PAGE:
And not just because that's where Kevlar's new home is (must have been finally kicked out of Germany)!

I've said this before, but it's worth repeating;
It is rather embarrassing when us 'professional' kite fliers are upstaged by a bunch of kids and their parents flying $2 kites.
Which happened at Chengdu two weeks ago, every time the 'professional' kites dropped out of the sky through lack of wind - which was quite often.
The organisers would then, sensibly, open the flying area to the public and we'd be immediately inundated by hordes of kids squealing with delight while running in every which direction with small deltas- some of which would then rise through the melee to float hundreds of metres above us all in a distinctly mocking way.

How is it that these small cheap commercial kites can fly in less wind than any of our big expensive inflatable show kites and the best pilot kites can sustain in?
Some of them are even a match for specialist light wind framed kites like Genkis and such.

And to cut off an answer that may have been forming about now, it's NOT because they are lighter in relation to their size (the Charlie Brown 'ounces per square foot' metric). El cheapo deltas are not lighter for their area than ripstop nylon kites with carbon frames, and they are substantially heavier per sq. metre than conventional ram air pilots.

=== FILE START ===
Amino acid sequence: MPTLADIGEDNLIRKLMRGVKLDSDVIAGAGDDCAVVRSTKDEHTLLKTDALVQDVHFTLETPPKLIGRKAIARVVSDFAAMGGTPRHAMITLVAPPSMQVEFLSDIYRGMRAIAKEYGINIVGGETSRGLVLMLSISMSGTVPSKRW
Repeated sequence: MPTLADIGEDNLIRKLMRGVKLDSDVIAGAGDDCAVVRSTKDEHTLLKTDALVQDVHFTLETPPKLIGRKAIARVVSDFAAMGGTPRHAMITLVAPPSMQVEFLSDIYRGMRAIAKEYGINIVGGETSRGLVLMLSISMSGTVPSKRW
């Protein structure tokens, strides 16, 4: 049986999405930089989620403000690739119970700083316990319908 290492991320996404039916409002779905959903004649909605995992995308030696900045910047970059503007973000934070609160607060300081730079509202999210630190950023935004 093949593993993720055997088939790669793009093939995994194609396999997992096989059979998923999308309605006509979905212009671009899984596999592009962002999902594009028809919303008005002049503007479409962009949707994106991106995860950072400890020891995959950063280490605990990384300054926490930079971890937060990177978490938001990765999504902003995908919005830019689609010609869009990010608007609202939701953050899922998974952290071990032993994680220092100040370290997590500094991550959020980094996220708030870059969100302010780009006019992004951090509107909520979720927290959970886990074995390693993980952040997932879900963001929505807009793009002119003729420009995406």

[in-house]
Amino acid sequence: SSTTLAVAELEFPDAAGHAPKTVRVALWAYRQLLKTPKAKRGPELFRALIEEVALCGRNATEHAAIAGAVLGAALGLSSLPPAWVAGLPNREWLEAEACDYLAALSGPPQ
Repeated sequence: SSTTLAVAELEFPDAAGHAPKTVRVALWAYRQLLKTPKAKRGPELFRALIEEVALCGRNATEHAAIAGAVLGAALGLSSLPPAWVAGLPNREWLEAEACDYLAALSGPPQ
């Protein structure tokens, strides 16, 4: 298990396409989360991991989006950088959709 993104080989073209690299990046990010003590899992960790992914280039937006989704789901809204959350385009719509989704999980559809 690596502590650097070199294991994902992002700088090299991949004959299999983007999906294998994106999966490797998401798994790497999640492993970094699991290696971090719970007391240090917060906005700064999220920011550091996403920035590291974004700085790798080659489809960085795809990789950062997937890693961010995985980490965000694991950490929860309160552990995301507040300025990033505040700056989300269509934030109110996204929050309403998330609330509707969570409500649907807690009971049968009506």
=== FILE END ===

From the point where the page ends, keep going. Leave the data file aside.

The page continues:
20m SS Octopus at Chengdu 2016 very light wind
Better than not being able to fly at all, Tongren 2016

Just hanging around, Tongren 2016

Is it size- that smaller kites need less wind?
Nah, I can't think of any aerodynamic reason why this would be so- the opposite in fact.

Has to be shape then- that they are better able to generate proportionately more lift and better able to resist stalling in the critical 5km/hr to 10km/hr wind range.
This is a function of camber (concave lower surface) which deltas et al have- while most ram air inflated kites have convex lower surfaces. It doesn't require high faluting aerodynamic theories to understand how this works; with a cambered lower surface, arriving wind is gently re-directed in such a way that the resulting pressure increase and momentum transfer lifts the kite. In contrast, wind that encounters a convex lower surface piles up against it creating more drag than lift. Of course both these types of kites may have similar flow over their top surfaces- and therefore get the same lift contribution from there, but superior lower surface flow makes the difference for the delta type in very light conditions.
Sure, ram air inflated kites can easily be made with cambered lower surfaces, but then they have too much lift in mid and strong winds- and become unstable. Deltas deal to this by having wing tips that twist off to reduce lift in stronger conditions.